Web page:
Defense, running game could carry Bears
Like the weather, the assessment could soon change, but the Bears look like the NFC North's best team.
No kidding. Last week I was going to tell you, after the Lions held a Brett Favre offense to a field goal and the Bears and Vikings couldn't manage a whole lot more in their losses, that Detroit was all set to seize NFC North supremacy. Silly me.
So naturally, after Green Bay and Minnesota each fell to 0-2 and Chi-town put it to the D 38-6 on Sunday, I'm ready to anoint the Bears the best team in the division.
Sure, that's like trying to call the AL Central in August, but the Bears have the best defense and the best head coach in the North. That combo should do it. Plus rookie quarterback Kyle Orton is playing better ball right now than Favre, Daunte Culpepper and Joey Harrington.
And although they're 1-1 and tied with Detroit for the division lead, the Bears have an identity -- they're committed to the run and they play defense -- while the others are trying to find themselves.
"We're a good football team," said Bears coach Lovie Smith, who is selling his team on the fact that no one respects it. "I know nobody wants to hear that."
Actually, that's great news. Because the playoff representatives from last year, Green Bay and Minnesota, certainly aren't good, while immature (there is young, and then there is immature) Detroit doesn't seem to know what it wants to be.
The Lions have two weeks between the Bears beatdown and their next game to try and figure it out. First thing is keeping their quarterback from getting knocked out. Harrington threw five interceptions, but on at least two he was in the process of being planted by a defender. Chicago clearly found a weakness in Detroit's protection scheme and exploited it. The bad news for the Lions is their next opponent, the Bucs (2-0), play the same type of attacking defense as Chicago, Smith having come from the Tony Dungy coaching tree. And teams are going to continue bringing pressure until Detroit shows it can handle it.
"You evaluate your scheme and determine if it's sound, if it makes sense," Lions coach Steve Mariucci said in his Monday news conference. "Are we well prepared for the scheme that's presented against us? Then you look at our play selection. Then you look at the execution. We've got some time to get some things fixed, and we intend to do that."
Unfortunately, there isn't anything at this point the Vikings can do to fix the personnel mistake they made in the offseason. They grew tired of Randy Moss' personality, but there is no overstating his impact on a football team. Or on one play; or on a game. Looking back, perhaps Moss did not receive enough credit for what he meant to Minnesota amid the often well-deserved criticism. Scott Linehan is a good offensive coordinator, and Matt Birk is a very good center, but I guarantee if the most dynamic player in the NFL were still running go routes for the Vikings, they'd be in better shape today.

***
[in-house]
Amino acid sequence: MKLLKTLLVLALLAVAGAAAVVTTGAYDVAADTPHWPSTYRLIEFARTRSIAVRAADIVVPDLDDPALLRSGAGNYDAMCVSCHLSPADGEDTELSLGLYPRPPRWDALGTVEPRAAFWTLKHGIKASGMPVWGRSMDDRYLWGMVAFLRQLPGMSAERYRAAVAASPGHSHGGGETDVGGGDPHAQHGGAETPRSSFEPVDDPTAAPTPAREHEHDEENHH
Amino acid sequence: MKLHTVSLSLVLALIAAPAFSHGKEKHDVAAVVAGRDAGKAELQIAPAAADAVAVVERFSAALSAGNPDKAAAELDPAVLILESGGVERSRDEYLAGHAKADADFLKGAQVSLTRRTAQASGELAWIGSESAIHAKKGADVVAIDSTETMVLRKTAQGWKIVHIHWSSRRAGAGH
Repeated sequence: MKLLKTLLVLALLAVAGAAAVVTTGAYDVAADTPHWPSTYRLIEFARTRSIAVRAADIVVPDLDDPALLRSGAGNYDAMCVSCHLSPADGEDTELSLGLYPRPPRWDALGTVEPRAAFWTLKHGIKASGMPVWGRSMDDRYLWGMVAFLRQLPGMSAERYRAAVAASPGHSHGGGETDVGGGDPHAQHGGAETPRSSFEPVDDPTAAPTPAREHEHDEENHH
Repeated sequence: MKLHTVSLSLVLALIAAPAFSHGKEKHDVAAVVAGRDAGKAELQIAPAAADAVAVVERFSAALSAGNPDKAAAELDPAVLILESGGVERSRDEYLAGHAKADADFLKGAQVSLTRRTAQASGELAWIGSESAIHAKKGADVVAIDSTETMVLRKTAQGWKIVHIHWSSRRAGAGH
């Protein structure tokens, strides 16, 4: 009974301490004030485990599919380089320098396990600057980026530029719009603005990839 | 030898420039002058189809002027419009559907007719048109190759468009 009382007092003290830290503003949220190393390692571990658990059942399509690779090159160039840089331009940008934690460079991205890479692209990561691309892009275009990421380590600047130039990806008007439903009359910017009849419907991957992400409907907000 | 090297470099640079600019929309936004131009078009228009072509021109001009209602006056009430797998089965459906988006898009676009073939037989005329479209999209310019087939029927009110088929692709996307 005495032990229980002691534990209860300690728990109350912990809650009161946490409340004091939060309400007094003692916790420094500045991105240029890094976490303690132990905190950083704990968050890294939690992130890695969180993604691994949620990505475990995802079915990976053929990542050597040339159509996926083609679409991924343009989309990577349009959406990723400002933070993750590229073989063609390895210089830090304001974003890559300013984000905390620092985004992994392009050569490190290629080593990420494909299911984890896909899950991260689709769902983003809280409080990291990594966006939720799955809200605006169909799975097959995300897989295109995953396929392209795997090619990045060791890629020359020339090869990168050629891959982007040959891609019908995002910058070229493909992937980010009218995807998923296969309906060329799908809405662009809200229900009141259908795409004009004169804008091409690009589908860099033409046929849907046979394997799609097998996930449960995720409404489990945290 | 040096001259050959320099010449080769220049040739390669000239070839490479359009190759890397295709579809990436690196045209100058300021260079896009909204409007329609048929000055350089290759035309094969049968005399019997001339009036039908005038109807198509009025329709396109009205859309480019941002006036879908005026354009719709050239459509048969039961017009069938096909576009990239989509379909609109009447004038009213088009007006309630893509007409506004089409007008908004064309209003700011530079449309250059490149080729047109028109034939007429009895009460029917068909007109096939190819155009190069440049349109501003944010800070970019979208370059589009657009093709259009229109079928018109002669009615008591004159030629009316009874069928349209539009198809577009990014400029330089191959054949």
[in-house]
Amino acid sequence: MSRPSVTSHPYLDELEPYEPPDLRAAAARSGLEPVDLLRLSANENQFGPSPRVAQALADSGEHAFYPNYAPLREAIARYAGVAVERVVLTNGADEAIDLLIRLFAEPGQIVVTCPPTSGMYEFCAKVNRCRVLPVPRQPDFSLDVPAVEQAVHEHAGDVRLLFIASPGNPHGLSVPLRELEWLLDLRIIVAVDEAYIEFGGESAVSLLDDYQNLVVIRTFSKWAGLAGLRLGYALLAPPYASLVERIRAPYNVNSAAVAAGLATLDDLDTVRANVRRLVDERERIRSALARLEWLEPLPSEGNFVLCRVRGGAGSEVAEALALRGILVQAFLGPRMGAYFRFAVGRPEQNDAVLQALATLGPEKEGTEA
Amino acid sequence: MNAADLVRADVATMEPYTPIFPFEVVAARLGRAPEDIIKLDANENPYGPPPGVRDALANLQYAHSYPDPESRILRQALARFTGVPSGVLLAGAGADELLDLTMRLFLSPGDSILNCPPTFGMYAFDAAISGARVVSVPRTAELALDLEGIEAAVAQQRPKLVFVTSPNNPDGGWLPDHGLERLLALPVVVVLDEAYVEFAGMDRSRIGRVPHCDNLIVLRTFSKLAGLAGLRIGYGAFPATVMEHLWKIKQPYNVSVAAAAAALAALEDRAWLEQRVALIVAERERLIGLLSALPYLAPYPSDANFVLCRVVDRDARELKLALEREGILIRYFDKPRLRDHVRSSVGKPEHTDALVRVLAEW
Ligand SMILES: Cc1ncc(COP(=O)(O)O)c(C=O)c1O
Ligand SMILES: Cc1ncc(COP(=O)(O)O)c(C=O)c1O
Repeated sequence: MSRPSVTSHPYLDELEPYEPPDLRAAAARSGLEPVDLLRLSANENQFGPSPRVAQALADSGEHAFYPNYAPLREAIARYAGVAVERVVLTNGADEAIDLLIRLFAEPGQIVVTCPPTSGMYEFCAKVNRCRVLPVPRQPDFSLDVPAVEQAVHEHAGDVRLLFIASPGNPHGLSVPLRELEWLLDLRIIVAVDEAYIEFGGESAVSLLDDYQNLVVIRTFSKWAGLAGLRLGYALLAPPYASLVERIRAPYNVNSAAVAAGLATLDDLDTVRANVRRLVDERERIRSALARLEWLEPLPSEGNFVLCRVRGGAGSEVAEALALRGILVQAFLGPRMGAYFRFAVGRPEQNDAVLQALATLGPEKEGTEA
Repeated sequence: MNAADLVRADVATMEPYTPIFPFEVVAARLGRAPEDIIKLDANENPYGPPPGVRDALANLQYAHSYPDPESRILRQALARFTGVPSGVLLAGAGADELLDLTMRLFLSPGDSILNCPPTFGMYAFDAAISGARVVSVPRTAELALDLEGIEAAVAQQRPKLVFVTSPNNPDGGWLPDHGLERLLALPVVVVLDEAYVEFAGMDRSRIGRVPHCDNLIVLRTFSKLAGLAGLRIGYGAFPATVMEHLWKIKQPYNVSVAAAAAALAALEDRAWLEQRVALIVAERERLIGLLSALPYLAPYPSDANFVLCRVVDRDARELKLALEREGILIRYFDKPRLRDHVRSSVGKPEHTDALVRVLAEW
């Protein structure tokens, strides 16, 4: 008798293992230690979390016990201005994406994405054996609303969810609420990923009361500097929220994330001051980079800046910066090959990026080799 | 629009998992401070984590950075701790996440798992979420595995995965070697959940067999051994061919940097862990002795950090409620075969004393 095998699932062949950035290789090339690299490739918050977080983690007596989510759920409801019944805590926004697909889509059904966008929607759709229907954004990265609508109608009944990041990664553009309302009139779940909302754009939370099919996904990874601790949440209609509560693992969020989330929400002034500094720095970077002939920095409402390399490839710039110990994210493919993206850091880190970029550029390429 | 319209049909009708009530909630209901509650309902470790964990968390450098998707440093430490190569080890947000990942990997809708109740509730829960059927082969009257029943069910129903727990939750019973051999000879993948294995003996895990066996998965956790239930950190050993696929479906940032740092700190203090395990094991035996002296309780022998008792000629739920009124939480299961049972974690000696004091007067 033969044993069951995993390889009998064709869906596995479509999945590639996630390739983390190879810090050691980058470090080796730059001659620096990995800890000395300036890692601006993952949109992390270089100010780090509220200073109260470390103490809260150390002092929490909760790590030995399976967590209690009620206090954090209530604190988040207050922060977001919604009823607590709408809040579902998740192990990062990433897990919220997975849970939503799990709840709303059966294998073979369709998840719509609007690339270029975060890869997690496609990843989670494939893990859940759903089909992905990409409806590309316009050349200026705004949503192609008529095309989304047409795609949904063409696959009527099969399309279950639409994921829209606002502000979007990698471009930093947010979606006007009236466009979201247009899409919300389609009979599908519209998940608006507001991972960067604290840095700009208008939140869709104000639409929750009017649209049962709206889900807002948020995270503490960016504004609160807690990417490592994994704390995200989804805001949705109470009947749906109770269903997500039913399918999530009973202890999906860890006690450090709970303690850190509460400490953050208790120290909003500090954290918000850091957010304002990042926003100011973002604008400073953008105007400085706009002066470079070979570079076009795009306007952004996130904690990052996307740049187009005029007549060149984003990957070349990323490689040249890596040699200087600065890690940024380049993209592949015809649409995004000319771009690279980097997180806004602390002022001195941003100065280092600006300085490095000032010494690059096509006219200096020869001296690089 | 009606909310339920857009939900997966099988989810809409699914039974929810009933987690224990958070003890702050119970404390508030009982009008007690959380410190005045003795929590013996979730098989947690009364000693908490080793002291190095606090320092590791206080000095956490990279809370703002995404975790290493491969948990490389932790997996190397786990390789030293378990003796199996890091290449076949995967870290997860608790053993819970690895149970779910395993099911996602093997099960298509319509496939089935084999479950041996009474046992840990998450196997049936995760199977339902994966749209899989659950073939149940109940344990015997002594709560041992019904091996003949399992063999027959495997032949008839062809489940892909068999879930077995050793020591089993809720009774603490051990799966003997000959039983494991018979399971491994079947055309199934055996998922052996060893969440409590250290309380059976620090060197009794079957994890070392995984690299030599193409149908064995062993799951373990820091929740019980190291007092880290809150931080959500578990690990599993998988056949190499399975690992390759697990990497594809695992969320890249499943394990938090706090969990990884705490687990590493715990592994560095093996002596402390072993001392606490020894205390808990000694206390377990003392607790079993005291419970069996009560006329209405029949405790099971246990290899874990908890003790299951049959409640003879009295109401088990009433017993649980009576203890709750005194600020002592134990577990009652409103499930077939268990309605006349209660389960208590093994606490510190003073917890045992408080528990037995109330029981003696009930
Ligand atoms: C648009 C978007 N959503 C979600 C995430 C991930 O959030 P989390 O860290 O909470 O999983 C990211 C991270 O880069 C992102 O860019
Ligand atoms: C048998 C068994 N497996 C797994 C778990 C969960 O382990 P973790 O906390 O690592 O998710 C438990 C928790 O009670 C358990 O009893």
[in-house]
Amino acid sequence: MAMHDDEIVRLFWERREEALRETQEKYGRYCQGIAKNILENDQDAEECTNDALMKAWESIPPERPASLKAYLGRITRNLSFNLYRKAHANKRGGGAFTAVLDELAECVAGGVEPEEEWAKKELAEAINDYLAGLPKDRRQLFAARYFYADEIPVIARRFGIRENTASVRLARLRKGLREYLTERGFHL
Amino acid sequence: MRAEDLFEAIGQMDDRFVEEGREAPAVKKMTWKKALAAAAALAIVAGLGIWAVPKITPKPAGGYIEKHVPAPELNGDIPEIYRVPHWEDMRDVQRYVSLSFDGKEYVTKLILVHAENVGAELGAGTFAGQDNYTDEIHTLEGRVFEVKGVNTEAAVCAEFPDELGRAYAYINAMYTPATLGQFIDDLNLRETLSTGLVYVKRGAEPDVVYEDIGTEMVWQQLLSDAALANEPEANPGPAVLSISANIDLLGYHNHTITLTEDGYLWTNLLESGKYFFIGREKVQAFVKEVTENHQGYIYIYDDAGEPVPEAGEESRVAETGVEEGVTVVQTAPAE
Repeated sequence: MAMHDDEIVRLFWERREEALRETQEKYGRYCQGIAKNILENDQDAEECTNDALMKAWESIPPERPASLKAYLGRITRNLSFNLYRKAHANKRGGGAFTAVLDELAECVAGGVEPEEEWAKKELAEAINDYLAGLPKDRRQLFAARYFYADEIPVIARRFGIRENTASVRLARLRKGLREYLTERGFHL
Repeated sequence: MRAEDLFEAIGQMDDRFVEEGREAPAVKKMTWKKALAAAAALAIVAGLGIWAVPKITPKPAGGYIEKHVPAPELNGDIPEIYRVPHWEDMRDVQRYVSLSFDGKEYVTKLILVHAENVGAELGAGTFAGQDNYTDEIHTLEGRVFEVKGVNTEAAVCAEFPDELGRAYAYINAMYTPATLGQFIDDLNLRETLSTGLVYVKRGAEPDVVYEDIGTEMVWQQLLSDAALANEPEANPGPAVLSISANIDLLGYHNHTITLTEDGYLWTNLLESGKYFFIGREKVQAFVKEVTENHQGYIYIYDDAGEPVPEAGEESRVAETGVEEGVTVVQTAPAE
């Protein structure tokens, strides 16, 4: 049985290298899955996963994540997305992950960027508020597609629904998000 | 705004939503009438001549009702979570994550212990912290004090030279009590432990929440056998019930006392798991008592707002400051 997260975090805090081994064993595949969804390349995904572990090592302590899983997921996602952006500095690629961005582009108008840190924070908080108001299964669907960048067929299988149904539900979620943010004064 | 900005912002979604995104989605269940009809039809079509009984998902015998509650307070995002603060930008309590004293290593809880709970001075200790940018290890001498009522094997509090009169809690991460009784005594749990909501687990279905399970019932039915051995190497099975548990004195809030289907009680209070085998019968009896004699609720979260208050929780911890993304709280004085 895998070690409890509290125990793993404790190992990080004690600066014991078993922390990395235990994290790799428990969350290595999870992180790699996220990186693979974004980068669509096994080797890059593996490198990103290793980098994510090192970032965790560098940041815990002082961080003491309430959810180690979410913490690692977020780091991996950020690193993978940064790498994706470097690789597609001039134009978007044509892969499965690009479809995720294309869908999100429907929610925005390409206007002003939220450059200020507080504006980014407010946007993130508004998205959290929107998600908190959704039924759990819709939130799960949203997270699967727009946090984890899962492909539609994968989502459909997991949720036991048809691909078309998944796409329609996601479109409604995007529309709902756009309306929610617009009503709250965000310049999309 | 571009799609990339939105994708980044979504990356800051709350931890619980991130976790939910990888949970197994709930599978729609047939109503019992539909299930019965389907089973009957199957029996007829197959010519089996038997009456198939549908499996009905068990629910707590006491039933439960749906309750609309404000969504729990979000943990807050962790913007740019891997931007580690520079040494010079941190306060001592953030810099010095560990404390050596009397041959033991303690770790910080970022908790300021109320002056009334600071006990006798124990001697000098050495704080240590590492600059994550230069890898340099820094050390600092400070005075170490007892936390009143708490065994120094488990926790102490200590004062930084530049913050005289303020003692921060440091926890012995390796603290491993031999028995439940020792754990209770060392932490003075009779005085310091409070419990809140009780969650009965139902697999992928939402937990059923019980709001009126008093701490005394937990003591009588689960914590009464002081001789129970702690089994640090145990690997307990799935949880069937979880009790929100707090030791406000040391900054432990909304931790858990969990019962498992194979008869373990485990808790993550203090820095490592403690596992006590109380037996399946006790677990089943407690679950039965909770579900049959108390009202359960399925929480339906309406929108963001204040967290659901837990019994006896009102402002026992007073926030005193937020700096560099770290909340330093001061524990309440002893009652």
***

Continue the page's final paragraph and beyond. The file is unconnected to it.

Chicago's defense is in its second year playing in Smith's system, and the growth shows. And it doesn't hurt that Brian Urlacher (eight games missed in 2004 due to injury) and Mike Brown (13) are back. The Bears bounced back from their opening-day loss at Washington because they were able to get back to running the football. Smith loved that Thomas Jones got 20 carries (for 139 yards) and rookie Cedric Benson 16. That's the kind of shared workload the Bears are looking for from their outside-inside tandem.
"We found out in that game that we had a quarterback," Smith said. "That Kyle can do the job."
Orton's job is to go 14 of 21 for 150 yards with a touchdown and no picks, as he did Sunday.
"What do most good QBs have?" Smith said. "Whatever it is, he's got it. His teammates love him and he's showing them that he can lead us where we want to go."
We love predictions, and we're looking for someone to hand the division over to after Week 2. The Bears are this week's NFC North favorite. By next week, it could be Green Bay or Minnesota again should they win.
"It's like we're six minutes into the first quarter," Smith said. "There's so much football left in the season. We don't know how good we are."
At least they know who they are, which is probably more than can be said for their divisional opponents at this juncture.
"If they have to describe us, I would like for them to talk about how hard and how physical we play," Smith said. "The Bears haven't been one of the teams you talk about. We've been down for a long time. When you go 5-11 and have a top pick, you're not one of the teams people talk about. That's how it goes."
Michael Smith is a senior writer for ESPN.com.
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